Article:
In sum, Marnie Gaede works at both the local and global level to defend wildlife and wild places. Her work has brought her into contact with many remarkable people. As Marnie has observed, “If you are involved in environmentalism, you’re going to meet good people because they want to make the world a better place.” She does all of her eco-activism as a volunteer, in addition to being an adjunct professor of environmental issues at the Art Center College of Design for nearly thirty years. Marnie is especially proud of the impact of her teaching, raising the environmental awareness and activism of her students, with many of those students coming from overseas.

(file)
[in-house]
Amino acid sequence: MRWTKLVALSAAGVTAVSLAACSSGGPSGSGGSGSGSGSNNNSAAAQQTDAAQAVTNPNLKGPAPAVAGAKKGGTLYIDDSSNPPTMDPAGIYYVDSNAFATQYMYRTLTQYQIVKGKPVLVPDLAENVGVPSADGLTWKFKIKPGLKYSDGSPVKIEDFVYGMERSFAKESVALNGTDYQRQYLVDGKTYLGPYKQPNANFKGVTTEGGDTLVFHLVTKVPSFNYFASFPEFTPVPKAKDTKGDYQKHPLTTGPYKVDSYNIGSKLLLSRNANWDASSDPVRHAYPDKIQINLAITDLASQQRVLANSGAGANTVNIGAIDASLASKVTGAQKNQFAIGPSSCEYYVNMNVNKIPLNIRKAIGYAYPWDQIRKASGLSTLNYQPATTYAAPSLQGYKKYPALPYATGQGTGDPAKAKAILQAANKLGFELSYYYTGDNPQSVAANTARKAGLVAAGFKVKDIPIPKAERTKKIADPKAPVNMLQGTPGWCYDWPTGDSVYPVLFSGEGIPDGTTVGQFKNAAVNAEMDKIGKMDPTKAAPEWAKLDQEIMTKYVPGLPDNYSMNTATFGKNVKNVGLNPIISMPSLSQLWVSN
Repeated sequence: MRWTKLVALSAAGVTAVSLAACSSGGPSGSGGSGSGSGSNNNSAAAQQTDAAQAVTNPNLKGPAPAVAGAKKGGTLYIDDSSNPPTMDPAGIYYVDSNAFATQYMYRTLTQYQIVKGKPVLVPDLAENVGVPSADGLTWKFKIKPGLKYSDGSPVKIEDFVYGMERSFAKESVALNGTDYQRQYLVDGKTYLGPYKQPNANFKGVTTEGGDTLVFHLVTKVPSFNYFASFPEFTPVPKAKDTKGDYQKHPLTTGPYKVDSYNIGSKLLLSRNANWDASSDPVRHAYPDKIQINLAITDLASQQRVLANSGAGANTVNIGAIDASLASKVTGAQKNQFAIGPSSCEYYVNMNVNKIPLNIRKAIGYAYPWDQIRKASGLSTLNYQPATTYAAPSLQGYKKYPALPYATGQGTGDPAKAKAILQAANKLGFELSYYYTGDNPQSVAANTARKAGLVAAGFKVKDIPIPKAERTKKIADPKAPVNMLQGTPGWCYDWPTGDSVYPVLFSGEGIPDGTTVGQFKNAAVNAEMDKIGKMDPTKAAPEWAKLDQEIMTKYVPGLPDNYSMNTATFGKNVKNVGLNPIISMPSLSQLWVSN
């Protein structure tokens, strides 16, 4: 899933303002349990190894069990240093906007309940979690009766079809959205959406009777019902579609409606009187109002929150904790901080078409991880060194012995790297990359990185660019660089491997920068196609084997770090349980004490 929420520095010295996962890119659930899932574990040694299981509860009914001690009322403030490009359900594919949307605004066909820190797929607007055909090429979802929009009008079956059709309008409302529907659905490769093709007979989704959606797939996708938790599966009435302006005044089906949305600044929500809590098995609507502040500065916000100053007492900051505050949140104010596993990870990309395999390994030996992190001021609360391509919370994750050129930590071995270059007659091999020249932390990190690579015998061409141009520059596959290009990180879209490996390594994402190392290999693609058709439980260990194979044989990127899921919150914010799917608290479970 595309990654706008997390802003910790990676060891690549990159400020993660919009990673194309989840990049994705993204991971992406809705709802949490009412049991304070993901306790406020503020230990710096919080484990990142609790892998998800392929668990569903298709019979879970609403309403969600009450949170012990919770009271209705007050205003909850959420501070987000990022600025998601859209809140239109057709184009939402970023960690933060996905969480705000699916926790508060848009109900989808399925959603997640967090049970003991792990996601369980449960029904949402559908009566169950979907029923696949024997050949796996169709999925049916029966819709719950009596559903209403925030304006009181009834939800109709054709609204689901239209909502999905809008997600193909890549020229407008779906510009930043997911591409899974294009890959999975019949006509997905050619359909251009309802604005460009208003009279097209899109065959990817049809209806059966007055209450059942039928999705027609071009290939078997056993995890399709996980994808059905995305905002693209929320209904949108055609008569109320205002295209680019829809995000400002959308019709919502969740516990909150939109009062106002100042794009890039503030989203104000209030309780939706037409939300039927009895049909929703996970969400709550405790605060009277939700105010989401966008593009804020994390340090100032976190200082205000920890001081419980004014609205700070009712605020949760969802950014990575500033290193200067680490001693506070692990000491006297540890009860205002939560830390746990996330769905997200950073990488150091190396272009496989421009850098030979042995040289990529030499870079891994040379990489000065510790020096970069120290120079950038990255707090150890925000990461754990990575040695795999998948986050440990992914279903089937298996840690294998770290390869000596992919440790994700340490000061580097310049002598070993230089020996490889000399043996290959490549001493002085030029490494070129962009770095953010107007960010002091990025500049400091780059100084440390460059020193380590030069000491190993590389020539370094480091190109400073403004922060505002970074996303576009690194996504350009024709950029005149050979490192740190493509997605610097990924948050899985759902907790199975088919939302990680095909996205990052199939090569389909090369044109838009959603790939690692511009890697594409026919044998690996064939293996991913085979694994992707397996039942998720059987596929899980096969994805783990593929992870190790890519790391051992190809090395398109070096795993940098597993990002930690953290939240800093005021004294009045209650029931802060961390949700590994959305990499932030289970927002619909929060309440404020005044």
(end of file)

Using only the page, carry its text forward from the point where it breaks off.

Some of the most impactful activism happens with little publicity and fanfare, yet this behind-the-scenes role is often crucial to larger victories. Marnie epitomizes a humble, yet highly effective approach to grassroots biodiversity protection. This is exactly the sort of work that the Fund for Wild Nature seeks to support through the donations we collect, so we think it is fitting that Marnie Gaede receives the Fund’s Grassroots Activist of the Year Award for 2021. Our award winners typically get a $1,000 check, but Marnie has asked that her award money instead be used to help more Fund grantees. Marnie is still receiving the badger trophy given to our award winners to symbolize the feisty and bold spirit of the Fund for Wild Nature and its grantees.